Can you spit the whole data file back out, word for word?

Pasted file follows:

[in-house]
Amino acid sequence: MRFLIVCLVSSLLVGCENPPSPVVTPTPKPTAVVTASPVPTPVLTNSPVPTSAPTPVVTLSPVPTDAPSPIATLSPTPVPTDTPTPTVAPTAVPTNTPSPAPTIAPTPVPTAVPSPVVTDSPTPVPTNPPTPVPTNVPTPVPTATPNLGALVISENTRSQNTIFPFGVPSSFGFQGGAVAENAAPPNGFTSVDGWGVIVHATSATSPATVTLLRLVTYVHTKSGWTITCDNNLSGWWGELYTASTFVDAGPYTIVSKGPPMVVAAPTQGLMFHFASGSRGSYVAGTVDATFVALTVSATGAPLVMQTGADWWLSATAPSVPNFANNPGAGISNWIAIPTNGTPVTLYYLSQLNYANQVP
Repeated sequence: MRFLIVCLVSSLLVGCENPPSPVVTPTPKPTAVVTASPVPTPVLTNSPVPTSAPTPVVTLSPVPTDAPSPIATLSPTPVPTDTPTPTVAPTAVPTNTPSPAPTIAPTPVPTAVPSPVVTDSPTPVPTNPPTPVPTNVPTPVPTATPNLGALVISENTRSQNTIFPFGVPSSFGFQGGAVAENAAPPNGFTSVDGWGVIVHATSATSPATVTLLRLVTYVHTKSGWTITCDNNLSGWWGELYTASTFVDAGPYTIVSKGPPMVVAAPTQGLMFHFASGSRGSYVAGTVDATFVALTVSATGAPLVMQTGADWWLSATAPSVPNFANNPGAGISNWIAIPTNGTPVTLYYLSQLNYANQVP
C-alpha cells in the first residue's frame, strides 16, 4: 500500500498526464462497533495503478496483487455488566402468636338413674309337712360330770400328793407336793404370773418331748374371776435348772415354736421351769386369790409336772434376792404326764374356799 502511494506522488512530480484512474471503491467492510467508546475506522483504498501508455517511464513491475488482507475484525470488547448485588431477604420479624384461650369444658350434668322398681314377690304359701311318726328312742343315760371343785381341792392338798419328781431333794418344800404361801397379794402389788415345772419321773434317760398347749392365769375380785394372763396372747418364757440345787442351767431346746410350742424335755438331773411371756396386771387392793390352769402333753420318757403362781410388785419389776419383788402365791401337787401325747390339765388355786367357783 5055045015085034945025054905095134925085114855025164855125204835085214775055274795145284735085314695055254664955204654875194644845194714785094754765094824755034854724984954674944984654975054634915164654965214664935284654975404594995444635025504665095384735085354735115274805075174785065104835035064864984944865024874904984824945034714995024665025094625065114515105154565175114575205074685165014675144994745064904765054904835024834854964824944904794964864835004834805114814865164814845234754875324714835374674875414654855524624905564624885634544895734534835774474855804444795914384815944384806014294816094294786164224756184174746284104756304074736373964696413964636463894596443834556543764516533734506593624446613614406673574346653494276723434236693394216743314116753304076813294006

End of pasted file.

[in-house]
Amino acid sequence: MRFLIVCLVSSLLVGCENPPSPVVTPTPKPTAVVTASPVPTPVLTNSPVPTSAPTPVVTLSPVPTDAPSPIATLSPTPVPTDTPTPTVAPTAVPTNTPSPAPTIAPTPVPTAVPSPVVTDSPTPVPTNPPTPVPTNVPTPVPTATPNLGALVISENTRSQNTIFPFGVPSSFGFQGGAVAENAAPPNGFTSVDGWGVIVHATSATSPATVTLLRLVTYVHTKSGWTITCDNNLSGWWGELYTASTFVDAGPYTIVSKGPPMVVAAPTQGLMFHFASGSRGSYVAGTVDATFVALTVSATGAPLVMQTGADWWLSATAPSVPNFANNPGAGISNWIAIPTNGTPVTLYYLSQLNYANQVP
Repeated sequence: MRFLIVCLVSSLLVGCENPPSPVVTPTPKPTAVVTASPVPTPVLTNSPVPTSAPTPVVTLSPVPTDAPSPIATLSPTPVPTDTPTPTVAPTAVPTNTPSPAPTIAPTPVPTAVPSPVVTDSPTPVPTNPPTPVPTNVPTPVPTATPNLGALVISENTRSQNTIFPFGVPSSFGFQGGAVAENAAPPNGFTSVDGWGVIVHATSATSPATVTLLRLVTYVHTKSGWTITCDNNLSGWWGELYTASTFVDAGPYTIVSKGPPMVVAAPTQGLMFHFASGSRGSYVAGTVDATFVALTVSATGAPLVMQTGADWWLSATAPSVPNFANNPGAGISNWIAIPTNGTPVTLYYLSQLNYANQVP
C-alpha cells in the first residue's frame, strides 16, 4: 500500500498526464462497533495503478496483487455488566402468636338413674309337712360330770400328793407336793404370773418331748374371776435348772415354736421351769386369790409336772434376792404326764374356799 502511494506522488512530480484512474471503491467492510467508546475506522483504498501508455517511464513491475488482507475484525470488547448485588431477604420479624384461650369444658350434668322398681314377690304359701311318726328312742343315760371343785381341792392338798419328781431333794418344800404361801397379794402389788415345772419321773434317760398347749392365769375380785394372763396372747418364757440345787442351767431346746410350742424335755438331773411371756396386771387392793390352769402333753420318757403362781410388785419389776419383788402365791401337787401325747390339765388355786367357783 5055045015085034945025054905095134925085114855025164855125204835085214775055274795145284735085314695055254664955204654875194644845194714785094754765094824755034854724984954674944984654975054634915164654965214664935284654975404594995444635025504665095384735085354735115274805075174785065104835035064864984944865024874904984824945034714995024665025094625065114515105154565175114575205074685165014675144994745064904765054904835024834854964824944904794964864835004834805114814865164814845234754875324714835374674875414654855524624905564624885634544895734534835774474855804444795914384815944384806014294816094294786164224756184174746284104756304074736373964696413964636463894596443834556543764516533734506593624446613614406673574346653494276723434236693394216743314116753304076813294006